As you have pointed out, the worst part of these interminable cantilevering press circuses is the rest of the news gets caught up on whatever idiotic thing Trump says. It draws attention away from the careful reporting looking at the medical, economic, and intelligence failures of the WH. It draws attention away from stories of the suffering of the infected and grieving. It drowns out coverage of the abject failure of the US medical insurance system, and the stark racial disparities in outcomes and access to tele learning.

    • drouse says:

      It drowns out any mention of the wholesale looting going on. The Fed has its own little thing going on and I haven’t really heard anything beyond vague promises of transparency.

  14. earlofhuntingdon says:

    I don’t think Trump thinks about what he says, other than whether it will make and keep him the center of attention. He does not care about consequences for others. If people get sick and die, too bad for them. He’s not responsible for suckers, any more than were Barnum & Bailey.

    Trump’s supporters care that he maintains power, because it maintains theirs and keeps the antichrist at bay (labor- and abortion-worshiping Democrats). Their “explanations” about what Trump means and what the Democrats are doing are distractions, too. They are set-ups to explain away Trump’s failures, and a way to blame Democrats for them. They are meant to curry favor with the king. And, as EW so ably points out, they distract from the numbers of the sick and dead, whose bodies properly belong at Trump’s feet..

    Trump supporters blame the shutdowns, for example, for depressing people and causing some to commit suicide. So, let’s re-open! Like any good propaganda, it’s partly true. A global pandemic is good at depressing people, too, as are running out of body bags, no testing, and mass graves in Central Park.

    Another good depressant is five decades of neoliberal corporate practice – backed up as fiercely by the Feds as any governor’s militia backed up Rockefeller against the Ludlow strikers. It treats people as disposable waste. That’s on Trump, too, as it is on many of his predecessors, patrons, and others in Congress. But let’s bothsider that away and talk about swallowing bleach.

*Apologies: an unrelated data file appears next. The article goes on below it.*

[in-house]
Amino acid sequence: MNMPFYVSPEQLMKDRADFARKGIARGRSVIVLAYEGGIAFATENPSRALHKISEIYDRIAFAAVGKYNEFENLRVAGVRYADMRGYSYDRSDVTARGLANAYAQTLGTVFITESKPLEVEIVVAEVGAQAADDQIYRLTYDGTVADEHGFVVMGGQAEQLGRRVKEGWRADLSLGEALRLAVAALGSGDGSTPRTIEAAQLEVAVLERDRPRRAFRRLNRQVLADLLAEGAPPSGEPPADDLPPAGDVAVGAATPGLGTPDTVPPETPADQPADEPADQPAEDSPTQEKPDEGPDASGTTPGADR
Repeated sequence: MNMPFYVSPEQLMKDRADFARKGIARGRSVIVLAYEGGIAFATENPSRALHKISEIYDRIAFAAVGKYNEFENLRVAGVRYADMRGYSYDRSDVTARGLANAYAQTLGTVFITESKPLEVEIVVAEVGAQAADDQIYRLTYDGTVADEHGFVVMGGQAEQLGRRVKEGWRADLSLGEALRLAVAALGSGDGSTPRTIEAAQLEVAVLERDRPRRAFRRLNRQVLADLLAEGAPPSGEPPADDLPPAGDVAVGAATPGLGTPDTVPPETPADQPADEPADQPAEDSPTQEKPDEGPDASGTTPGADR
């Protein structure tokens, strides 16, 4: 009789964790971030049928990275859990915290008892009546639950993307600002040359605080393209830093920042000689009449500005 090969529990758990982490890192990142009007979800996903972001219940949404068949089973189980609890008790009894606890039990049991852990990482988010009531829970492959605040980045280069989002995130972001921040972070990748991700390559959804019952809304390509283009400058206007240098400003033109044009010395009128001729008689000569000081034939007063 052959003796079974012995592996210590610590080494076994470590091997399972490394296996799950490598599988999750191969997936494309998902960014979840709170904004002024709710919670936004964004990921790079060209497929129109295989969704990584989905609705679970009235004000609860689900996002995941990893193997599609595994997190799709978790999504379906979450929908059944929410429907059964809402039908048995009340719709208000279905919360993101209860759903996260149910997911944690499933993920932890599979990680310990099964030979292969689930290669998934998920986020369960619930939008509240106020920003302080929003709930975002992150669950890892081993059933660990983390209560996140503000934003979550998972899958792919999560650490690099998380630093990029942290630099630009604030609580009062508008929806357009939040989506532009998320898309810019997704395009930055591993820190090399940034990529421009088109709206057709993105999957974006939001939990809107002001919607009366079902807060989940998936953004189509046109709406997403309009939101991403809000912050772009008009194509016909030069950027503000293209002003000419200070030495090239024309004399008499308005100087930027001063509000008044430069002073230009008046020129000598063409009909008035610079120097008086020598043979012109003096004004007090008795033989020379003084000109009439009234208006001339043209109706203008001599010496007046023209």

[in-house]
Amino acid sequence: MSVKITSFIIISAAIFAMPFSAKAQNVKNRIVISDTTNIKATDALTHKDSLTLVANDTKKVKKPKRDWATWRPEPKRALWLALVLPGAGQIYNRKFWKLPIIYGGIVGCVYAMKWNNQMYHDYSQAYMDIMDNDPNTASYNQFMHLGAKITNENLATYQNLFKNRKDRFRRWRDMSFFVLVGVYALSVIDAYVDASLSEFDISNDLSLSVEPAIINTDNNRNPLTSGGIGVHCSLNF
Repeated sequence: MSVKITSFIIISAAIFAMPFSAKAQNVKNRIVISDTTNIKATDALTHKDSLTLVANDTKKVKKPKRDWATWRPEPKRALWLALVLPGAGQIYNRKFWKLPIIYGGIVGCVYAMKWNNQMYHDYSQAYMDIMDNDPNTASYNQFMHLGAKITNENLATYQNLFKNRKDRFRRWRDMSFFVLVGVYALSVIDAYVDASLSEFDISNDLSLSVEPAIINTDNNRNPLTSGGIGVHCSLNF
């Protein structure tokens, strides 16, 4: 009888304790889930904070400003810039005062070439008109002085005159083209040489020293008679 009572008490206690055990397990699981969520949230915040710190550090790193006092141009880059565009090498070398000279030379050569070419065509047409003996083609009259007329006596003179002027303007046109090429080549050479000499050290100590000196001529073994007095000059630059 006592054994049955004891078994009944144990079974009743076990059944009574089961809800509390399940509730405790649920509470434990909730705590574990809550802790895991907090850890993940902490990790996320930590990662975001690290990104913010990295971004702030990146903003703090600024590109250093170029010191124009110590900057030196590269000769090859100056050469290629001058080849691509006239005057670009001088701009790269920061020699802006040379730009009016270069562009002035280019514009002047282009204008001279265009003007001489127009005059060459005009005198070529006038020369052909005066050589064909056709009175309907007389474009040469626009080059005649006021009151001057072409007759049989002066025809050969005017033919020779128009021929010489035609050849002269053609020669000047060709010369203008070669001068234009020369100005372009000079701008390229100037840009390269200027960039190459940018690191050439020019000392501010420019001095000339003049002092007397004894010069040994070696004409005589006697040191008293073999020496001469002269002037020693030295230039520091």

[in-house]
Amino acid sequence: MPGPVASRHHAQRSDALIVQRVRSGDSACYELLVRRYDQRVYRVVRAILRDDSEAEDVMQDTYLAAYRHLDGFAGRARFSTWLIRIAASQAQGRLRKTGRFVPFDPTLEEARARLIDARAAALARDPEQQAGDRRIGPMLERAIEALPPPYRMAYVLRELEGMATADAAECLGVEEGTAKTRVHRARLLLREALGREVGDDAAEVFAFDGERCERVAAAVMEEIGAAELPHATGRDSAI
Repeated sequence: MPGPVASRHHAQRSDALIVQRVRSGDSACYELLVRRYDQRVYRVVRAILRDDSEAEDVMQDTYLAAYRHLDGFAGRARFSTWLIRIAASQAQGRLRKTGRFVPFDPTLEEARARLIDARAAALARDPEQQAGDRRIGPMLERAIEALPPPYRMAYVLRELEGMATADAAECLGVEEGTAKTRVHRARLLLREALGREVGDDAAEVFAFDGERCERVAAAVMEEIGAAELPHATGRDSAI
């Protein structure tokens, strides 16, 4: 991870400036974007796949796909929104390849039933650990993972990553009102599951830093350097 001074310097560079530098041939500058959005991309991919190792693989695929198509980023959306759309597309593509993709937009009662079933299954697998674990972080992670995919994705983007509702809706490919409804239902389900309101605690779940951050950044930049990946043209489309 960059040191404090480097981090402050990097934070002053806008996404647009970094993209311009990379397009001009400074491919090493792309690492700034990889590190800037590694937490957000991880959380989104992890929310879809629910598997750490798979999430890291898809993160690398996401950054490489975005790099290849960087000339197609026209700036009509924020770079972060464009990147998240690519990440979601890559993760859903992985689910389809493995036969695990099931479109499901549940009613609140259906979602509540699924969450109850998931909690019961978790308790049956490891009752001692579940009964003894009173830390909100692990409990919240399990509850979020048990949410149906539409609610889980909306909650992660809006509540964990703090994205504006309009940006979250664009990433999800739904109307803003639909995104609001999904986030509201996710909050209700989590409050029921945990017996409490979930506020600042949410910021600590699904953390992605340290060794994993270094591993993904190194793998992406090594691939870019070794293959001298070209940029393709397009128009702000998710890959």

• Yancy says:

      Those people (as well as Trump & his administration) sure didn’t mind the mental and financial impacts of that other, first shutdown that truly was unnecessary – when Trump shut down the federal government in a snit to get billions for his stupid wall. Nobody’s health or safety or even their 401k’s were even endangered.
      It’s getting more and more difficult for me to want the US to be less polarized. The base and the GOP have made it perfectly clear to all who they are and what they value. A Trump defeat will not turn them into civilized people who care about the best interests of the country and their fellow citizens.

  15. BobCon says:

    The one thing I would add is that this dangerous framing extends to the level of editors.

    Editors add this kind of qualification all the time, they call reporters on the carpet when they fail to include it, and they base personnel decisions on which reporters uphold this kind of hedging.

    One of the uglier secrets about reporting is the level of access that editors give to the people they cover on a regular basis — and the opportunities they give to slant coverage in their favor. You will never hear about how members of the club — press secretaries, publicists and politicians — get to call up editors and push and bully and threaten for the both sides narrative, the elimination of context, and the burial of key information.

    If a piece in the news wildly misrepresents the truth about frontline nurses in Detroit, they can forget about getting to talk to anyone about it. But if Trump tells people to drink bleach, you can guarantee editors were hearing from his reps about how to interpret his remarks as soon as the words were out of his mouth, and nothing about their lobbying campaign would make it into the coverage. That would violate the rules of the game

    • PhoneInducedPinkEye says:

      I wonder if the NYT having such a codependent access-based relationship with this admin comes into play? The NYT knows Trump pays close attention to their headlines, and the NYT political reporters know their access requires walking a delicate tightrope. Baquet seems to prize hagiography more than fixing their damned paper, and might be loathe to risk more accurate, but cutting, takes on the admin.

      Did you used to work in or near the media? Just curious, you have lots of interesting things to say about that field.

      • BobCon says:

        I’ve never worked directly for or with the press, but I’ve occasionally helped people in PR positions get info to the press, although nothing exciting.

        But I’ve picked up a bit here and there, and read a fair amount over the years about how they work. One of the things that has puzzled me is how fossilized the profession has gotten. When you read something like Joan Didion’s Insider Baseball, or even Fear and Loathing on the Campaign Trail, you see how little has changed in the way the political press works over the past five decades.